where, (φi)l and (φi)k represent the l element and k element of the i-order principal mode, respectively. mkl is the element of the system mass matrix located in the k row and l column. The percentage of energy decoupling is one of the main indexes to evaluate the quality of the PMS. When Tik = 100 %, it denotes that all the vibration energy of the i modal vibration focuses on the k generalized coordinates. The decoupling is realized at the view of energy.

3.2.2. Genetic algorithm (GA) method

Genetic algorithm (GA), the method to search for the most suitable solution by imitating the evolution of nature, is widely used in various fields [18]. In this paper, the stiffness of mounts was taken as the design variable, one combination of the main vibration energy distribution of PMS was selected as the objective function, and the constraints were defined as follows:

(1) According to the frequency of engine idling firing and road excitation, the natural frequency of the PMS was constrained to [5, 17] Hz.

(2) The value of the interval frequency between ROTX and Z direction was greater than 2 Hz, and the values of the interval frequency between adjacent two orders in other directions were greater than 1 Hz.

(3) The percentage of energy decoupling of each order was greater than 80 %.

(4) The stiffness of the left mounts was equal to that of the right ones, and the stiffness in the U direction was equal to that in the V direction.

The mathematical model can be expressed as follows:

xi=kuf,kwf,kur,kwr,
MinFx=i=16aiFix,
Fix=1-maxTik,
s.t. 5fix17,
|f2x-f1(x)|>1, |f3x-f2(x)|>1,
|f4x-f3(x)|>2,|f5x-f4(x)| >1, |f6x-f5(x)|>1,
maxTik>80 %,

where, kuf, kwf, kur, kwr represent the stiffness in the 𝑢 and 𝑤 directions of the front and rear mounts, respectively. Fx is the objective function, ai is the weighting coefficient, and fi(x) is the natural frequency.

3.2.3. Result of stiffness calculation

Based on the theory above, the program for optimization was written by MATLAB, and the stiffness values of the mounts were obtained. The dynamic stiffness values of the front and rear mounts are (720, 720, 314) and (665, 665, 635) N/mm, respectively. The natural frequency and decoupling rate of the PMS are listed in Table 2.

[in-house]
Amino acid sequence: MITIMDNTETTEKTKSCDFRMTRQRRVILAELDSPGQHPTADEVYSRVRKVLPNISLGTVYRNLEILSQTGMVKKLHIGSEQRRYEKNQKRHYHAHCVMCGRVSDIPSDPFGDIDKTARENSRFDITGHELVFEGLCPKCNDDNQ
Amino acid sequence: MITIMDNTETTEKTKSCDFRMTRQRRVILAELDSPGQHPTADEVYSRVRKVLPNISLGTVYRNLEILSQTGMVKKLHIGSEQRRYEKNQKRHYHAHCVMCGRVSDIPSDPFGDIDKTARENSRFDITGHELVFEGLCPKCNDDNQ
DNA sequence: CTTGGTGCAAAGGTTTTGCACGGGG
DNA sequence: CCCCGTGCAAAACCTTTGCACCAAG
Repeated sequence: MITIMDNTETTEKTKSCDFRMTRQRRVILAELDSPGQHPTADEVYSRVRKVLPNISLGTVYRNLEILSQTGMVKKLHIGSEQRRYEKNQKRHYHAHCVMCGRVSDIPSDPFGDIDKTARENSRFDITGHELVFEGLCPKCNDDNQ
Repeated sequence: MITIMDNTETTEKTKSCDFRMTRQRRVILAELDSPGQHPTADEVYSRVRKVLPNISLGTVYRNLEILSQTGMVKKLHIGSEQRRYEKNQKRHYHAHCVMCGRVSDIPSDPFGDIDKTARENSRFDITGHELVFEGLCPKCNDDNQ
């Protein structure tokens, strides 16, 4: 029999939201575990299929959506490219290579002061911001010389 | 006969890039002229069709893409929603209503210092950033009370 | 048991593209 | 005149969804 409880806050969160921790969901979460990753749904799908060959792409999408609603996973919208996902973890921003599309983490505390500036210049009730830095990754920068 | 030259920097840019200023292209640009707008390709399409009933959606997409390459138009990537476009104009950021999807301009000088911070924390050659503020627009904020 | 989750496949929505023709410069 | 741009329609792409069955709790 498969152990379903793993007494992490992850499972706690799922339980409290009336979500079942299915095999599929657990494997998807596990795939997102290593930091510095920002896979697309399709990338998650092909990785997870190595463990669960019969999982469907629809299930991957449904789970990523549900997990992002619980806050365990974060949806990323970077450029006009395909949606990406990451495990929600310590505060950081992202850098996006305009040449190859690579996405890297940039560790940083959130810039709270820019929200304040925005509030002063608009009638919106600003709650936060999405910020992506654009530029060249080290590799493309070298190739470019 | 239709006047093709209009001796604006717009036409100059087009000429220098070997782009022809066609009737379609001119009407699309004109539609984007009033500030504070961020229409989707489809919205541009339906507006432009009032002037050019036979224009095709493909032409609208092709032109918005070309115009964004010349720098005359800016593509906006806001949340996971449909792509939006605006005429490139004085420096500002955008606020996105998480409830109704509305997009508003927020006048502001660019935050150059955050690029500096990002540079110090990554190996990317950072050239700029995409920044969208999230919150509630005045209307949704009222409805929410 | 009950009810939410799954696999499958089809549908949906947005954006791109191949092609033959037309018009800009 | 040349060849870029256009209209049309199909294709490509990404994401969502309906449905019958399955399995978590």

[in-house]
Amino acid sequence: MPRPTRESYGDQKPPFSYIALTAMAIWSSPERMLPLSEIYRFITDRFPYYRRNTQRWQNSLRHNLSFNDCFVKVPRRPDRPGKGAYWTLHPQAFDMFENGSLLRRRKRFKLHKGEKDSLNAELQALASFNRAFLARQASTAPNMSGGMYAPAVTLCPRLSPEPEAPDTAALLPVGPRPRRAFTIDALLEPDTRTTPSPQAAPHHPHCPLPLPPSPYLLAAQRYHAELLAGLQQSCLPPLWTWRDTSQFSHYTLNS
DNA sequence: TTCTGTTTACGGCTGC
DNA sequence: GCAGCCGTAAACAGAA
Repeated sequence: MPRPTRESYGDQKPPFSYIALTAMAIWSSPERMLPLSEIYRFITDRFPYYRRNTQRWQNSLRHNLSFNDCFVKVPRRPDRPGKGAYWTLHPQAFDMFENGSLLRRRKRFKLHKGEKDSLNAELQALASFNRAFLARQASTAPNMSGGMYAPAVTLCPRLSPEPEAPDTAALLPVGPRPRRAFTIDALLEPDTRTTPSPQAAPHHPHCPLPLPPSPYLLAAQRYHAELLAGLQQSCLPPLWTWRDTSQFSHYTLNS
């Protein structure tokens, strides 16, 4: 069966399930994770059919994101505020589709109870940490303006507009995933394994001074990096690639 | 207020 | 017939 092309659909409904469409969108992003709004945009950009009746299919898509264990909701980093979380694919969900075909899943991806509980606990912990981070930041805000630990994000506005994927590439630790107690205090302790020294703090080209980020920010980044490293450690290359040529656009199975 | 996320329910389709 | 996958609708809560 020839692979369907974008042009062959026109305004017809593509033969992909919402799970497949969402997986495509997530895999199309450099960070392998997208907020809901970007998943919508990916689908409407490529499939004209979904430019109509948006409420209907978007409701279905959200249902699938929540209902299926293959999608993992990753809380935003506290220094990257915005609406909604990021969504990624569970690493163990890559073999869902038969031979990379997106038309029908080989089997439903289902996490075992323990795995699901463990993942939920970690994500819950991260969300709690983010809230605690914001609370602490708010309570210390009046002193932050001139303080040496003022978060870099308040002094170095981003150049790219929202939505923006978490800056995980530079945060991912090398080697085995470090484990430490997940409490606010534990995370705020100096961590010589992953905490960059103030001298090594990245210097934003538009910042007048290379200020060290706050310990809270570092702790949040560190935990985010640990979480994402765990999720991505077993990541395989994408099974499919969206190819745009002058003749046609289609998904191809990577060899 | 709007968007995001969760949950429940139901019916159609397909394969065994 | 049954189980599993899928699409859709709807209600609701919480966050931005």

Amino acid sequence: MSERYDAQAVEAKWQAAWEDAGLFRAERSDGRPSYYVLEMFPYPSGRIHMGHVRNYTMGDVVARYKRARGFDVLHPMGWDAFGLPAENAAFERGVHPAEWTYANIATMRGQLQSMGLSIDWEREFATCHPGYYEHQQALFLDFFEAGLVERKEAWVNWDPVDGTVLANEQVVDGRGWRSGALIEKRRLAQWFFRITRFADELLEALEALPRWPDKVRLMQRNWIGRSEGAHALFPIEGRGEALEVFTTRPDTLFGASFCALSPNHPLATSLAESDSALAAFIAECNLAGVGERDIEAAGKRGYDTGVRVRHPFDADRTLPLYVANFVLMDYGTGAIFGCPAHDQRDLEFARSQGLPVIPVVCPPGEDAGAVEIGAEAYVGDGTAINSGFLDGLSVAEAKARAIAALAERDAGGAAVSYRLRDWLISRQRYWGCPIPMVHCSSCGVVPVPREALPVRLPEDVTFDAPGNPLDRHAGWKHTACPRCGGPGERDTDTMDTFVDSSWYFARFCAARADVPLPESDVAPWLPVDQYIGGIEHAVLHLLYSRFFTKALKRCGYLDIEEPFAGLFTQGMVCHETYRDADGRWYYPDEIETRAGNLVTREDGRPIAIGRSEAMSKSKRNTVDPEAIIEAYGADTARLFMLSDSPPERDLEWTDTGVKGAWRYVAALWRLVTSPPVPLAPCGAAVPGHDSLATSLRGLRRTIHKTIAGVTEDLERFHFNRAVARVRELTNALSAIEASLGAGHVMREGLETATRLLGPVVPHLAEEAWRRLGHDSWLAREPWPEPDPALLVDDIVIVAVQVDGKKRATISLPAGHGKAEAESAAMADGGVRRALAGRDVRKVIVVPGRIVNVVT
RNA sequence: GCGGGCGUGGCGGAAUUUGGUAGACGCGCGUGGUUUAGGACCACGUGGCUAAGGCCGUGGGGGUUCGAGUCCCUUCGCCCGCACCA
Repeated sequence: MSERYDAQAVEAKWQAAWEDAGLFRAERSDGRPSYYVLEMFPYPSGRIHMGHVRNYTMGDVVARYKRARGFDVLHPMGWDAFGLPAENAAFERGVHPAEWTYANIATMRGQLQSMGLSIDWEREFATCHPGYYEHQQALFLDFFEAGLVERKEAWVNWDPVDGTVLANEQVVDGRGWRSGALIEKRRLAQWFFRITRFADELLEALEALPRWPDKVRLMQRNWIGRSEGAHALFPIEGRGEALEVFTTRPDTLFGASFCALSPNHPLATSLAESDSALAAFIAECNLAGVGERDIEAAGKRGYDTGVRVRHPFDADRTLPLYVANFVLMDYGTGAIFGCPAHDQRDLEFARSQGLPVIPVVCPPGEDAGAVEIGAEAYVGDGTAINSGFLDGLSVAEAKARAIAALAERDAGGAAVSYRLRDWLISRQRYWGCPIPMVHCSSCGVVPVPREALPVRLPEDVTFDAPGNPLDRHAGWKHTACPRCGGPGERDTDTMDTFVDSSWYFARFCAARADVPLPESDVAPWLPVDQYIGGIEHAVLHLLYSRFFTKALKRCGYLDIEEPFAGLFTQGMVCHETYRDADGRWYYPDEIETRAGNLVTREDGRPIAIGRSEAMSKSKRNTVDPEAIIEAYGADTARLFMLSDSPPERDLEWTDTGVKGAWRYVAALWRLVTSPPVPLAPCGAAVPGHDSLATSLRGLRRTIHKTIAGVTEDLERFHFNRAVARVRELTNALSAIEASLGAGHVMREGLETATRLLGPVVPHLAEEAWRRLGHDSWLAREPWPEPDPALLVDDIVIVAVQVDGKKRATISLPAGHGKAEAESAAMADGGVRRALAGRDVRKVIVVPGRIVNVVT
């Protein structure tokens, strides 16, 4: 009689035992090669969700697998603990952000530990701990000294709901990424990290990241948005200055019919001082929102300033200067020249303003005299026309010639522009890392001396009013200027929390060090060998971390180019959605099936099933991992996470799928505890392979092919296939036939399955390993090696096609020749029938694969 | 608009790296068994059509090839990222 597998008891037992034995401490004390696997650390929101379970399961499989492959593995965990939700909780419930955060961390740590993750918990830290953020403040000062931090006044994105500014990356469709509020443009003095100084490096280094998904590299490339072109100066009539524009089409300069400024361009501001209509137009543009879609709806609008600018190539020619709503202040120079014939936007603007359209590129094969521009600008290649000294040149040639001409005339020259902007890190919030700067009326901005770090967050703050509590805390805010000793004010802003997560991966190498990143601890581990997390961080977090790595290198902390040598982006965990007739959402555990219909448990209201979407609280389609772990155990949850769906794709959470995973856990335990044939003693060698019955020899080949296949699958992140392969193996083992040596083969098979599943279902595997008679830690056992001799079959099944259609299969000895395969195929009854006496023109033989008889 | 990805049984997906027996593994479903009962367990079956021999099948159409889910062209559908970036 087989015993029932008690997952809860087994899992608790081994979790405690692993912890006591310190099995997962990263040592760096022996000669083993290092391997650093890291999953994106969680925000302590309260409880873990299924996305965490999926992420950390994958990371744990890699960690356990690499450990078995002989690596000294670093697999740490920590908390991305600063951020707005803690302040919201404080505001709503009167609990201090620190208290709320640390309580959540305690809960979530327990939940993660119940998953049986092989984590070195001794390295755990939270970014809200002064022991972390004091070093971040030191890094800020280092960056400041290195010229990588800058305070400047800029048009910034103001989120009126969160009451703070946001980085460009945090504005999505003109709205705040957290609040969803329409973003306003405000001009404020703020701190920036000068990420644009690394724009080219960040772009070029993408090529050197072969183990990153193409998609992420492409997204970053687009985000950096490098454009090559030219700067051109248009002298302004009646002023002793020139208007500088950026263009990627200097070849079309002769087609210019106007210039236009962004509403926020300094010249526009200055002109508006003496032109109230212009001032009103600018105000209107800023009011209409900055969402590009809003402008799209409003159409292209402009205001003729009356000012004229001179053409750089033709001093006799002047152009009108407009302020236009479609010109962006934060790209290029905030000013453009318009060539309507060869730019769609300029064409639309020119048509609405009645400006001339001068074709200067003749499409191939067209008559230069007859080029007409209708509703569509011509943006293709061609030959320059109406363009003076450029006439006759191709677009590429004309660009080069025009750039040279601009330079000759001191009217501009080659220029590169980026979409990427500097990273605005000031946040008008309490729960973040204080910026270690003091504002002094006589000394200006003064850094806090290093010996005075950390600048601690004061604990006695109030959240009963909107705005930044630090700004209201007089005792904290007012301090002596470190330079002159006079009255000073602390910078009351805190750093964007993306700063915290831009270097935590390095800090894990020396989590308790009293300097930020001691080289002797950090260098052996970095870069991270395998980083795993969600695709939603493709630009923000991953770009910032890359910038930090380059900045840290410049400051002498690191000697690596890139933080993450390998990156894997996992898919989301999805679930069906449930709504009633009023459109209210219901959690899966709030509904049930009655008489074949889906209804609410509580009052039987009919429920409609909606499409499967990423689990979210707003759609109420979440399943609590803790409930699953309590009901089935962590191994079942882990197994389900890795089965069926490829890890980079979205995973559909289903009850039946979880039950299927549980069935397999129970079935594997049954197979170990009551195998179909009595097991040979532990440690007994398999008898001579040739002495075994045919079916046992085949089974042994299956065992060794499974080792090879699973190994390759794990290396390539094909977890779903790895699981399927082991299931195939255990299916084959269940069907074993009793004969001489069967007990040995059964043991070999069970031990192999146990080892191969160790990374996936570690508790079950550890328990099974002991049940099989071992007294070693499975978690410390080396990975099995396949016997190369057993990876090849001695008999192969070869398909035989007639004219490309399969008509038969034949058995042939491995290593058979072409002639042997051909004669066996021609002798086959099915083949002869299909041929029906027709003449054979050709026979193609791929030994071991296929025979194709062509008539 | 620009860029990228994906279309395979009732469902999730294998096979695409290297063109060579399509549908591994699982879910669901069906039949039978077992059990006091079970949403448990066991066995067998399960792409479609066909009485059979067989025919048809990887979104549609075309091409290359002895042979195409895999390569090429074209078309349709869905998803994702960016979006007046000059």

Table 2Natural frequency and decoupling rate

Modes
Frequency (Hz)
Decoupling rate (%)
RYY
8.04
98.6
Z
9.48
99.65
Y
10.5
83.38
X
11.55
98.32
RZZ
15.38
84.29
RXX
16.68
97.89

As can be seen from Table 2, the parameters such as frequency distribution range, values of the interval frequency and decoupling rate have been met, and the optimization results are acceptable.

3.3. Structural design

In order to study the influence regularities of structural parameters on the performance to improve the design efficiency, the structural parameters affecting the ratio of axial-radial stiffness were studied by finite element method. In other words, the influence of cone angle (φ), thickness (W) and height (H) (as shown in Fig. 11) on the ratio was studied by reasonable constitutive model of rubber material and ABAQUS software.

The constitutive models of rubber materials mainly include Mooney-Rivlin model, Neo-Hooke model, Yeoh model and Ogden model based on phenomenological theory, and Arruda-Boyce model and Van der Waals model based on thermodynamic or molecular statistical theory. The Mooney-Rivlin model has few undetermined parameters, which can better describe the deformation of rubber materials within 150 %, and has the characteristics of high calculation accuracy and good iterative convergence in finite element calculation. So it is the most widely used in engineering [19-21]. The strain potential function of its constitutive model is as follows: